The scholar will have to locate the libraries and archives where the private and official letters, diaries, memoires, recordings, notebooks, etc. of New Zealand soldiers are kept. Most of the material will be available at the National Library of New Zealand in Wellington or Auckland (especially the General Reference Service and Music Room), The Alexander Turnbull Library and the New Zealand Archival System. However there might be other sources that the scholar might want to investigate. Some of the texts will be available on line, already digitized, some will be accessible only on site. In this case the scholar will have to photocopy them. Once the material has been gathered the scholar will order and classify it following criteria and procedures that I will provide and that include time, place, theme, motif, summaries among others.

Required Skills/Pre-requisites

Carry out research in libraries and archives, i.e. ability to  to identify the range of material within collections, to access relevant documents, and to interpret their contents productively. Ability to summarize and classify stories, letters, diaries, following directions.

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Displaying the Emotional Life of Early Modern Queens

Displaying the Emotional Life of Early Modern Queens


Project code:  ART018

Disciplinary Area

Art History

 

Supervisor

Erin Griffey

Early modern queens were always on display, their actions and appearance the subject of endless reporting and speculation by courtiers and ambassadors, confessors and critics, and of course the public at large. Decorum was central to behaviour in court life, insisting that emotions were appropriate to the situation at hand. In general this seems to have necessitated the restraint of emotions in many public contexts, such as coronations and ambassadorial visits. Certain contexts leant themselves to the display of happiness: betrothal, marriage and the birth of a healthy child, while the death of a husband or child saw the display of grief.

Scholars have traditionally taken accounts of queens’ emotions at face-value, accepting that their emotional display was genuine and natural. While it is unsurprising that these situatons generated such emotions, this study asks how the emotional life of queens was conceptualised in word and image, if there are patterns of terminology and circumstance. In addition, it asks if there was a political and/or confessional purpose to displays of emotion in certain contexts.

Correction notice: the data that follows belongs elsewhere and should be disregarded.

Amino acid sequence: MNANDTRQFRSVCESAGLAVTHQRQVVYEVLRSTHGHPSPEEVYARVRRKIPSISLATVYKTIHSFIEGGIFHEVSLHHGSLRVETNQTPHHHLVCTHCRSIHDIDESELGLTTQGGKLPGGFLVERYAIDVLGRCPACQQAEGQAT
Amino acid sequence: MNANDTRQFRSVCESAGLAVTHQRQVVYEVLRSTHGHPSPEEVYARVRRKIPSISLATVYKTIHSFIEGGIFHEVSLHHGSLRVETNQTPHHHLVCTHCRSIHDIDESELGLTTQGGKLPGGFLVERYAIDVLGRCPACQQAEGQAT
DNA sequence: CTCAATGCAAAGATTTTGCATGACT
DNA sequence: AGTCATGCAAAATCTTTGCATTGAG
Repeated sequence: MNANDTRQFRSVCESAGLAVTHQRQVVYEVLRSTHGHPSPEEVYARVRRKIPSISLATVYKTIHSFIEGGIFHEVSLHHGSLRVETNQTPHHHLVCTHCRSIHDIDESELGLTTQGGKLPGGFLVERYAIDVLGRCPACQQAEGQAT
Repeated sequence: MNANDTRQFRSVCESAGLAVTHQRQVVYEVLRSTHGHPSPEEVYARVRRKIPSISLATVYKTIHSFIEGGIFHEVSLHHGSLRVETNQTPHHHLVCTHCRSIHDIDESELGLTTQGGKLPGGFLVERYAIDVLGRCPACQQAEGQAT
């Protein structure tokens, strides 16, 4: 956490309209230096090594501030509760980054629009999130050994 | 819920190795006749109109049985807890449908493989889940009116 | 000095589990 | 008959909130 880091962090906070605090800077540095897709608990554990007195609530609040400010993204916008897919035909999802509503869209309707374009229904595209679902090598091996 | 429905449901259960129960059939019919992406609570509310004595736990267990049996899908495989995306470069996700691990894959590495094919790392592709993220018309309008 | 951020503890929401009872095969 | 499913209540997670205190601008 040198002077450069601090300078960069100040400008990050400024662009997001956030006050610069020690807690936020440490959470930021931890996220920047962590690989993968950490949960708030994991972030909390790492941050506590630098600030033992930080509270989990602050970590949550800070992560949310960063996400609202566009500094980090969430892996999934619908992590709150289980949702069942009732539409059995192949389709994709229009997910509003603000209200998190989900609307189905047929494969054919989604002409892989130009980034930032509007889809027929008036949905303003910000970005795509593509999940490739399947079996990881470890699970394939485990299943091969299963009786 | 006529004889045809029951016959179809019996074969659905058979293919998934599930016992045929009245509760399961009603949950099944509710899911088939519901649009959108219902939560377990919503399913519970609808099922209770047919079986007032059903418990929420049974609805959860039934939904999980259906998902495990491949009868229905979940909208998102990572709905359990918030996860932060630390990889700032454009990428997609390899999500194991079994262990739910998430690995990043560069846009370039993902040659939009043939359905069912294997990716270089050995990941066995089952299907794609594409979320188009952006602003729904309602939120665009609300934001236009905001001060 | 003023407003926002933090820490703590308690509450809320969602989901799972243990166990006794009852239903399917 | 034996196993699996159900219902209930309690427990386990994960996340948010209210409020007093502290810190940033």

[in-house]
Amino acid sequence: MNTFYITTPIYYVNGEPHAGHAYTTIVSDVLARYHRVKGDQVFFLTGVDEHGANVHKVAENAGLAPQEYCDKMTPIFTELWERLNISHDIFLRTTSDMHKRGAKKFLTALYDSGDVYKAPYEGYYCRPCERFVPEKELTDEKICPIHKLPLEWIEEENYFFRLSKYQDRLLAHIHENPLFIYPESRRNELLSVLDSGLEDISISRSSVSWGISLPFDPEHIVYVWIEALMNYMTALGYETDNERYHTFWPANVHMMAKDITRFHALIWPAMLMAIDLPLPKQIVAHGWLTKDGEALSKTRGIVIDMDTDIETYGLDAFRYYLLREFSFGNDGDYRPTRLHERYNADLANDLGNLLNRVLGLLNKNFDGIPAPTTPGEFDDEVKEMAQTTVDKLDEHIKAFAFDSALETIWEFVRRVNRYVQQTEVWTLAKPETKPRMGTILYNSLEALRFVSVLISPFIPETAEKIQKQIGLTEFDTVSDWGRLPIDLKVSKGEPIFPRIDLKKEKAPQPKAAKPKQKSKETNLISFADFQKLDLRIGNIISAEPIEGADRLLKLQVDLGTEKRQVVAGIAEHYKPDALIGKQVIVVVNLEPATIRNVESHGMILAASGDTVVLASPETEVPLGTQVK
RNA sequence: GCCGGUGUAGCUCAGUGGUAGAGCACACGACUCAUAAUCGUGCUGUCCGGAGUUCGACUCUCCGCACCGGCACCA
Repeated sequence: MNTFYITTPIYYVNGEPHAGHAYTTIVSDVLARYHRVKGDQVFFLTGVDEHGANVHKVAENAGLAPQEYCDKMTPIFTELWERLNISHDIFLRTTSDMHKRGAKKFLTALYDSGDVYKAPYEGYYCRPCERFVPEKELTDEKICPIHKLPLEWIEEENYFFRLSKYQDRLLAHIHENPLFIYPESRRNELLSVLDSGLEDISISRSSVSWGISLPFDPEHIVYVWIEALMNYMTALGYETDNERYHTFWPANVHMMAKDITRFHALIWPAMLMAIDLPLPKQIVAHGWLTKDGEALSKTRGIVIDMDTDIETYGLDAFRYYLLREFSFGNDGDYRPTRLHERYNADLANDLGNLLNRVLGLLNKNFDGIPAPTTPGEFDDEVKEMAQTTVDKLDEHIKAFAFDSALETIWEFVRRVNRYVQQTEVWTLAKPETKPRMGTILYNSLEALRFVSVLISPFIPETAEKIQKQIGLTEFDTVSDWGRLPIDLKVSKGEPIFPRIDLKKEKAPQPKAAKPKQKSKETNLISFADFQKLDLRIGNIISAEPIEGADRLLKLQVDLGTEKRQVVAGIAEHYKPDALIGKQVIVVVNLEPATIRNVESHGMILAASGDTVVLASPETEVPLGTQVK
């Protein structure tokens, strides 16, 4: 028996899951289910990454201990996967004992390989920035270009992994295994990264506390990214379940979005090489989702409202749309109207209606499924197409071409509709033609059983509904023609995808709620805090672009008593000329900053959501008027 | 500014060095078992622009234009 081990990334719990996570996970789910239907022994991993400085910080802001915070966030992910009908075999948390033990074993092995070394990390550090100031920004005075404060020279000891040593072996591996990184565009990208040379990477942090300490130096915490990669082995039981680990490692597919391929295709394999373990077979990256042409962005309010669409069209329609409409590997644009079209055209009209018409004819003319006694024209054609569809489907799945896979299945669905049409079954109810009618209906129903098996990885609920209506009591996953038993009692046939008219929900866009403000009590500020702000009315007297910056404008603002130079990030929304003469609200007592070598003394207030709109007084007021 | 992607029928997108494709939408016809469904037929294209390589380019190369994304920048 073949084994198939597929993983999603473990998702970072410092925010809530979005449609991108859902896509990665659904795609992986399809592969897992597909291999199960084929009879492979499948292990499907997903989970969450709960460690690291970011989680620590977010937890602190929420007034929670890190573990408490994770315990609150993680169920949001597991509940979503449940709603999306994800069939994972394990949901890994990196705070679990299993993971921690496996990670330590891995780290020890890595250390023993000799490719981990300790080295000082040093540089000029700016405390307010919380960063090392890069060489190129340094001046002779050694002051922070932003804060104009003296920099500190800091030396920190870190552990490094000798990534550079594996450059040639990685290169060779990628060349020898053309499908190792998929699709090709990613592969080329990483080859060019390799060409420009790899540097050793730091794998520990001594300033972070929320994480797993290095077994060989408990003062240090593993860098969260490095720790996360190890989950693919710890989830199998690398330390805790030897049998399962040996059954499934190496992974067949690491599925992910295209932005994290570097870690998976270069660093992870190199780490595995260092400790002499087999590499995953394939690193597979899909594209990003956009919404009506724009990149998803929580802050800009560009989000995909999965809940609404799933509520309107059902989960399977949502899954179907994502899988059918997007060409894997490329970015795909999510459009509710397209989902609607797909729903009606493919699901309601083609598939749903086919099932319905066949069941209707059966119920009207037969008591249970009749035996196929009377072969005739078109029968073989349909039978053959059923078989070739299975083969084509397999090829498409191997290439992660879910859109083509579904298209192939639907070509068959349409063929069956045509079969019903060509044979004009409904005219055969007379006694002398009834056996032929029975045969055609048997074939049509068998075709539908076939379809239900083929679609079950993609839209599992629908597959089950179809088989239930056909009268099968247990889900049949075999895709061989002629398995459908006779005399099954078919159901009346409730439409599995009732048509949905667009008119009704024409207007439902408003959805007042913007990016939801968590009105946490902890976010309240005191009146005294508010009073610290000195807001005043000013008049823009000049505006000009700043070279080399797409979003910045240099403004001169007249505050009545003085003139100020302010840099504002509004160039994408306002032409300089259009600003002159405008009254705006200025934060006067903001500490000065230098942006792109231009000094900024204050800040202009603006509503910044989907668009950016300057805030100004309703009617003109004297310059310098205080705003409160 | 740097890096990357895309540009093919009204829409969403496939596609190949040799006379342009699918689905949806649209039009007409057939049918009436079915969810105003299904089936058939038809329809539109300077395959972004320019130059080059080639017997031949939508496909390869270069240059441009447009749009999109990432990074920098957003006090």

Scholar’s Work

The scholar will undertake research on three early modern queens and an archduchess, looking at contemporary accounts of their lives (ambassadorial accounts, letters, biographies, poems, memoirs) and painted, sculpted and engraved portraits:

Archduchess Isabella (Sourthern Netherlands)

Marie de Medici (France)

Anne of Austria (France)

Catherine of Braganza (England)

The scholar will create an annotated bibliography for each woman, organised chronologically, alongside contemporaneous visual depictions, with notes considering the portrayal (or lack thereof) of emotions. Printed primary sources will be the focus, but the scholar will also consult secondary sources. The scholar will consider the terminology used by early modern writers to describe emotions, the situations and locations in which they occur, the people who witness it, the reliabiity or agenda of the author, and the potential political and/or religious benefit of the display of the emotion. For images, the iconography of emotional display will be examined, for example, the wearing of widow’s dress or other symbolism.

If the scholar does not have French and/or Spanish, then other English queens will be examined.

If there are time constraints, the study will be limited to two or three women.

Required Skills/Pre-requisites

BA major in History, English, Art History, French and/or Spanish

French and/or Spanish would be an advantage given that there is quite a lot of primary literature on Isabella in Spanish and Marie and Anne in French.

Strong research and writing skills